Sisters Theresa and Ottavia are the oldest (Ottavia) and youngest (Theresa) of the five Trentadue siblings originally from Barri-Mondungo, Italy. The two were the closest of the five siblings as well, and that lasts to this day, though Ottavia’s Alzheimer’s means she needs full time care and she no longer recognizes her sister. But there is always that special familial bond between siblings. Photo by Michael Swan

The familial ties that bind

  • March 1, 2015

In the end, after 70, 80, 90 years on the planet, chances are the people you will have known best, longest and most thoroughly will be your brothers and sisters. They are the people who came with you into the world out of the same womb.

They shared your childhood — ate the same meals, loved the same books and toys, told the same stories, were uncles and aunts to your children, grieved with you at the loss of your parents, shared with you the medical woes of old age.

So there’s no sense talking about family without talking about siblings.

Brothers and sisters are deeply embedded in who we are — which is likely why they come up so often in the Bible, from Cain and Abel to sisters Martha and Mary of Bethany to St. Andrew and St. Peter, brother apostles.
Our world is full of brothers and sisters. Below are three sets of siblings with a special bond.

Theresa and Ottavia

OTSisters Theresa, left, and Ottavia. (Photo by Michael Swan)
Theresa is the youngest and Ottavia the oldest of the five children in the Trentadue family. Ottavia came to Canada as a young woman, already finished her schooling. Teresa was just a girl not yet in school. Despite the 15 years between them, Theresa is closer to Ottavia than anyone else in the family.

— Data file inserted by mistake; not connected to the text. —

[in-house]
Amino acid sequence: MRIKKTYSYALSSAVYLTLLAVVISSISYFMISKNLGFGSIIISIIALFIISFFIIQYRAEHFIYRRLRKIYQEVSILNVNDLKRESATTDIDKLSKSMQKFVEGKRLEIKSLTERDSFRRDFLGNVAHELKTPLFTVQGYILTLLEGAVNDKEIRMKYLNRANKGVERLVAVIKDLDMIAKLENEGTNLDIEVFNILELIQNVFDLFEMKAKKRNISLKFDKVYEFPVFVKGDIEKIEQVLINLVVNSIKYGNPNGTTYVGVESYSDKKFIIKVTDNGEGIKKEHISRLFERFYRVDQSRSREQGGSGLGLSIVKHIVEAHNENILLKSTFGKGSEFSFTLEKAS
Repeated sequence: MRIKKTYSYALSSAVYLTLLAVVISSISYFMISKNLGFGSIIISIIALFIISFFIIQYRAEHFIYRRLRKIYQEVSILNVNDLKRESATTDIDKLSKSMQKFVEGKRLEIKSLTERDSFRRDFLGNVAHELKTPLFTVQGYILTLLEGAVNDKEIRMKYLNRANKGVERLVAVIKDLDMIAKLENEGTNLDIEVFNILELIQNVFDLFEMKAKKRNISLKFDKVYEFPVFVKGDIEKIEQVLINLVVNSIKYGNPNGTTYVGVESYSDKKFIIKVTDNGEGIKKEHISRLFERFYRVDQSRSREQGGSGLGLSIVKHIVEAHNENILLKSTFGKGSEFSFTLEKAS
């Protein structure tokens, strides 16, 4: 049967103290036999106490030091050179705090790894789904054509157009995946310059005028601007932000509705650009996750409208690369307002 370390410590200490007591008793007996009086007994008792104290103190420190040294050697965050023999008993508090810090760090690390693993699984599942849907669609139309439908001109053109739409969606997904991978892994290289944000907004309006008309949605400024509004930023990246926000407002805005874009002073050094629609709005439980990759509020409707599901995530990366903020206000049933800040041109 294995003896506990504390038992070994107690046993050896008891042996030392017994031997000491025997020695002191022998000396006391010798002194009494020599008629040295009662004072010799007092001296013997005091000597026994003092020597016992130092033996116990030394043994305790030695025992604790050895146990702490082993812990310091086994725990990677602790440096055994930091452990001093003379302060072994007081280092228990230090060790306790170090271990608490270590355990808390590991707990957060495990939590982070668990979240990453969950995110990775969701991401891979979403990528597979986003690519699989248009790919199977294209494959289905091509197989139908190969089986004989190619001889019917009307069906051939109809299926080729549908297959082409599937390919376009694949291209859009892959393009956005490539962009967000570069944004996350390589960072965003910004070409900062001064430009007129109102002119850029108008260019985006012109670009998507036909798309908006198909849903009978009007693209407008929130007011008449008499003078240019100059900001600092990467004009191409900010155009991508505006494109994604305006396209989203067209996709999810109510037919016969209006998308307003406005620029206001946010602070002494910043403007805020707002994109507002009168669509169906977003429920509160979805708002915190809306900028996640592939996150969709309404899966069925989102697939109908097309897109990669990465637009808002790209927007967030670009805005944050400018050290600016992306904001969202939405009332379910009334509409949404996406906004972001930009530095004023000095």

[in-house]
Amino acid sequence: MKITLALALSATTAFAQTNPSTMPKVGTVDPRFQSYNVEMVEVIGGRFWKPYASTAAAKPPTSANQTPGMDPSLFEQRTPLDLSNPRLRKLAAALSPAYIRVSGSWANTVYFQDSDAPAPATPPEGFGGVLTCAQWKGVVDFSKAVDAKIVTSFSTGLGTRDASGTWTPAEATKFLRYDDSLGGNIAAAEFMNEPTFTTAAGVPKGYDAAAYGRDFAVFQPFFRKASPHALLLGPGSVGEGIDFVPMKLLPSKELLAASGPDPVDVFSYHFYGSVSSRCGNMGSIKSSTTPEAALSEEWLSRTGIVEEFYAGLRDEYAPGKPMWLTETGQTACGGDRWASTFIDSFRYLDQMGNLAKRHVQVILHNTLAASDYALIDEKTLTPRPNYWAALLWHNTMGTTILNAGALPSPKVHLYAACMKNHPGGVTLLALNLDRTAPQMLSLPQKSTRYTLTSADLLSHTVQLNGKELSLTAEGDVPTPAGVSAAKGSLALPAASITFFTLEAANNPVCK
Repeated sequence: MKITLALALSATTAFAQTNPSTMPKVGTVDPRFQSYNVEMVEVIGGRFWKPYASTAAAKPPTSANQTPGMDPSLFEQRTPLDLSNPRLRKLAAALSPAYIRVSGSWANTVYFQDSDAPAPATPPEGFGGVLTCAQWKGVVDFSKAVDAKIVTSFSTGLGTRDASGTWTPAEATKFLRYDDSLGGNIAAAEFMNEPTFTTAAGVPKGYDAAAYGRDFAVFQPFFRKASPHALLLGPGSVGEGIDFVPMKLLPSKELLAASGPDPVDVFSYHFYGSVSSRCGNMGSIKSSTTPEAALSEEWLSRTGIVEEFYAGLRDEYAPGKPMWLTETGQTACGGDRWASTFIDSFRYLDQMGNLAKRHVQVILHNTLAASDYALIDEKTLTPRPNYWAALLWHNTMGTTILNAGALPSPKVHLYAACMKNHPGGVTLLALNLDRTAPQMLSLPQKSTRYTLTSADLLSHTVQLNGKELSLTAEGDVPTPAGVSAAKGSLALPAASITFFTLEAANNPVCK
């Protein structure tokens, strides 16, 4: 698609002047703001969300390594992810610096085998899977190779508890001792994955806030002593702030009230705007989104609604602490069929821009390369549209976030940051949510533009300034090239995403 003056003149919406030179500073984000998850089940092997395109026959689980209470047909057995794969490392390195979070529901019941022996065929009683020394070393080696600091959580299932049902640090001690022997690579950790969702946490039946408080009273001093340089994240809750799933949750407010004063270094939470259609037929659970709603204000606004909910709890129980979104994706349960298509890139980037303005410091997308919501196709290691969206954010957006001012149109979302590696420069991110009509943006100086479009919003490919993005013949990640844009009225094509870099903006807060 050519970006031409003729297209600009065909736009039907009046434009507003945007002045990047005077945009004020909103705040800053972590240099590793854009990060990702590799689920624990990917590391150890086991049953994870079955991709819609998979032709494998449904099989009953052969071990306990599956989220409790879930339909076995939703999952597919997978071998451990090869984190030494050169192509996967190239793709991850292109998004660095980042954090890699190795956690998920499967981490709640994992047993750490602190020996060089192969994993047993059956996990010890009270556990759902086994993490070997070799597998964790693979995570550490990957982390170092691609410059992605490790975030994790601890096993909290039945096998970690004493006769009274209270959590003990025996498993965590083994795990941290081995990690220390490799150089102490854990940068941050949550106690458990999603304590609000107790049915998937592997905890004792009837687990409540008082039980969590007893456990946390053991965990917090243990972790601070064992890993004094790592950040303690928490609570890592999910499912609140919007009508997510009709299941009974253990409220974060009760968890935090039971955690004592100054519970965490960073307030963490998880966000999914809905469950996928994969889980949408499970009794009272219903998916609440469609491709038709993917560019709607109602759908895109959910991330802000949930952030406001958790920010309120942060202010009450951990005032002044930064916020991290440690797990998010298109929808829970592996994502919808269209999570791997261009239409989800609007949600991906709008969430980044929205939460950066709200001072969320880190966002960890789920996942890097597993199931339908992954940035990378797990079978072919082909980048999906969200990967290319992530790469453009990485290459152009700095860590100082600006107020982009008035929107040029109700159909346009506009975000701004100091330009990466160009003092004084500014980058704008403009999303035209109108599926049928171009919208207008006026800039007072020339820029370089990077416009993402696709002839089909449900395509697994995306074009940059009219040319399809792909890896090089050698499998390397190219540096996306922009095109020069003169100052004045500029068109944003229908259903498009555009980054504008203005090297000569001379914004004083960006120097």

That’s because the two women lived most of their lives side-by-side as next door neighbours in a now-disappearing Italian immigrant neighbourhood just off the Danforth in Toronto’s east end. Theresa lived in the bungalow with their parents, Domenico and Maria. Ottavia married Vito Silvestri, the carpenter who turned up nearly 50 years ago to renovate the bungalow’s basement. The two of them lived in the two-storey house next door. Ottavia and Vito raised two children there. Now they have two grandchildren.

For 48 years Theresa worked as an executive assistant at Eaton’s and lived at home with her parents as they aged. Over all those years Theresa and Ottavia went shopping together, cooked meals together, worried over their parents together.

They saw each other every day. Ottavia was the live wire, the instigator. Theresa was the steady one — reliable, competent, diligent.

Over the past few years, a lot has changed. After their mother died, Theresa sold the bungalow and moved into a condo. Four years ago Ottavia’s Alzheimer’s got to the point where she needed full-time care. Last year Ottavia’s husband Vito sold their house and found a condo quite near Theresa’s.

Now Theresa volunteers in the human resources department of Providence Healthcare. Vito drives his sister-in-law to the Scarborough hospital and nursing home and the two of them visit with Ottavia. At least twice a week Theresa spends her lunch hour sitting with her sister. Ottavia doesn’t recognize Theresa or Vito any more. She doesn’t speak and can’t walk.

“That’s not how I remember my sister,” said Theresa.

But that doesn’t mean Theresa is going to stop visiting, or that she will let the visits get her down. The two women, born to Maria and Domenico Trentadue in Barri-Mondungo, Italy, after the Second World War have just this life and it wouldn’t be the same life without each other.